As many as 150 people in Krampus masks paraded through the town of Piešťany (Trnava Region) during the second march. There was an increase in numbers compared with last year, when about 40 devils paraded the streets.
“Most of them came from Austria; there were seven Austrian groups, which represents 100 devils, while the rest came from Slovakia and the Czech Republic,” said the organiser, Ján Románek, as quoted by the TASR newswire.
As last year, this march was also preceded by a petition against it. However, the new official representatives of Piešťany want to collaborate with the organisers and make the march a tradition for the pre-Christmas period.
“We decided to repeat the event because the first year was successful and drew many visitors to Piešťany,” Románek said, as quoted by TASR, adding that the attitude of the town has also changed. “When you start something new, people approach it with concerns. These have not been realised and the town now has a different outlook on the event.”
The tradition of the devils’ march comes from the Alpine countries like Austria and Germany. It later spread to other countries like Hungary, Slovenia, Croatia and Italy.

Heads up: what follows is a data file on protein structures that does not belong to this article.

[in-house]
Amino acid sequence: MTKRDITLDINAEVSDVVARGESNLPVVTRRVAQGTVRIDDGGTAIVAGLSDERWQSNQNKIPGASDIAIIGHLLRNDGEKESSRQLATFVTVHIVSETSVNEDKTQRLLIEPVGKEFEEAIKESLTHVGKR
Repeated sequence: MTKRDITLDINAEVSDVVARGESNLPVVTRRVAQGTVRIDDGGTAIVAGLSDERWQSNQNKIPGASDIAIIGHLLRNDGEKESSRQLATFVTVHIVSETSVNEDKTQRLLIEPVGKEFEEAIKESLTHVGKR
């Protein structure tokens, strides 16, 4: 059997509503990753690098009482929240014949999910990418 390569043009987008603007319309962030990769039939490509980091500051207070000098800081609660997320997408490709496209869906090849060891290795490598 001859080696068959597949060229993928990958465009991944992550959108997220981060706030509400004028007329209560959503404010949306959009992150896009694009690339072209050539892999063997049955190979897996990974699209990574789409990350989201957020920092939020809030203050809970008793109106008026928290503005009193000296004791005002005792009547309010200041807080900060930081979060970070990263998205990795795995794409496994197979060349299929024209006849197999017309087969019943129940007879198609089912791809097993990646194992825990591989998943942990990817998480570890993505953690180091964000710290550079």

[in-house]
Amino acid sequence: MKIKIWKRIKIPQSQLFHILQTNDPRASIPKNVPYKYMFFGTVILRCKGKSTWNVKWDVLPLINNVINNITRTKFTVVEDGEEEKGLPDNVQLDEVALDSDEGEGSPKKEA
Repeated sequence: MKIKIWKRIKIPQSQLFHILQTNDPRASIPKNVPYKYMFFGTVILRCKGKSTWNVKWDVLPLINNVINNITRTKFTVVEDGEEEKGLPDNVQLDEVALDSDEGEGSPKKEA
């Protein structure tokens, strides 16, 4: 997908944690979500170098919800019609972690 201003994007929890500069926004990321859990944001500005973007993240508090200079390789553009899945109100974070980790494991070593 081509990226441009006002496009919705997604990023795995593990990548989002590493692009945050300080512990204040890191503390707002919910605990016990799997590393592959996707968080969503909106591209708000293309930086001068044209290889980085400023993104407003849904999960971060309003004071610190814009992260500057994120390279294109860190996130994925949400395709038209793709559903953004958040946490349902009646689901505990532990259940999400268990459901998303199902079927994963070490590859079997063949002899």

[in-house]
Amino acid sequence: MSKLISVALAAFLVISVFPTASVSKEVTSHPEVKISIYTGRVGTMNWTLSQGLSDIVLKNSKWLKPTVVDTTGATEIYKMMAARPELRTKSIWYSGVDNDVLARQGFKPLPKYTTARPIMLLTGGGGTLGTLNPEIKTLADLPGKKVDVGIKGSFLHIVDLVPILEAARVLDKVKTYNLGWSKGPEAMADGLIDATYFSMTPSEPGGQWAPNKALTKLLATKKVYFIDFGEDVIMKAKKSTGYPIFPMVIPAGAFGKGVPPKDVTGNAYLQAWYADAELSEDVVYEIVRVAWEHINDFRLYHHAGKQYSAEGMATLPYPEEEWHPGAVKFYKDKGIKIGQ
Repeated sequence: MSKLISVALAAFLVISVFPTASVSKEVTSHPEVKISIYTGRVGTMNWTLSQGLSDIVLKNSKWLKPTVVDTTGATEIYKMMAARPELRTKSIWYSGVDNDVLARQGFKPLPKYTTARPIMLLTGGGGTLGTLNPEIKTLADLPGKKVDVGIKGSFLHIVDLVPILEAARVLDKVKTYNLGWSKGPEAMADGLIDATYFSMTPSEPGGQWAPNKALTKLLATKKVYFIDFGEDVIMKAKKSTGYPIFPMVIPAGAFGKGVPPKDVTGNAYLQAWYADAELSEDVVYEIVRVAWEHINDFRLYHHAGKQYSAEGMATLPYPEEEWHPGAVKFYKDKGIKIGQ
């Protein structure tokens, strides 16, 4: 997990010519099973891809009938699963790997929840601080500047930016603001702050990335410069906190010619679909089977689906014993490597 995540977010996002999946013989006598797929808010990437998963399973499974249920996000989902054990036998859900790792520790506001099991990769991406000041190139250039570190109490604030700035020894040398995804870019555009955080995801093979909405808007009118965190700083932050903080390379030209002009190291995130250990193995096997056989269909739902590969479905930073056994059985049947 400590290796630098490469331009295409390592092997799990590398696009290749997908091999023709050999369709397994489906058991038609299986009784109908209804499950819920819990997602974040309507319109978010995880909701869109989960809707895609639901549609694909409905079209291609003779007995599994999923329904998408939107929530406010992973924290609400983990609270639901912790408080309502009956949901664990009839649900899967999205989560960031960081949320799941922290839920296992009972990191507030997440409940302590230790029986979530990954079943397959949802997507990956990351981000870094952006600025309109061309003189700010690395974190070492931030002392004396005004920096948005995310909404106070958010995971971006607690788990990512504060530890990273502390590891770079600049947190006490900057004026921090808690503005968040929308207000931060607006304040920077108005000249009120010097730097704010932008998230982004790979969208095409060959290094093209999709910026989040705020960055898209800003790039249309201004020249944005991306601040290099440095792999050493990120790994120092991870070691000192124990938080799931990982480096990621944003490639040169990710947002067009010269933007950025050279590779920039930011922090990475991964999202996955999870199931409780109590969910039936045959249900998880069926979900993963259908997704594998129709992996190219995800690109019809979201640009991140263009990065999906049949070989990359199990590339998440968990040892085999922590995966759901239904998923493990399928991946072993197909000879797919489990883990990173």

However, devils are no strangers to our culture, explained Jarmila Hluchová, ethnologist of the Balneological Museum of Imrich Winter, as quoted by TASR.
“They marched tied in chains and in cages, which was to symbolise the tying up evil,” Hluchová said, as quoted by TASR. “For Christians it meant that evil forces would be forced to leave.”
Moreover, devils are irreplaceable in Slovak culture. Though the current march is a commercial event and is open to the penetration of other cultures, it is a natural process when we realise that such cultures are blending together, she added.
18. Dec 2018 at 6:13 | Compiled by Spectator staff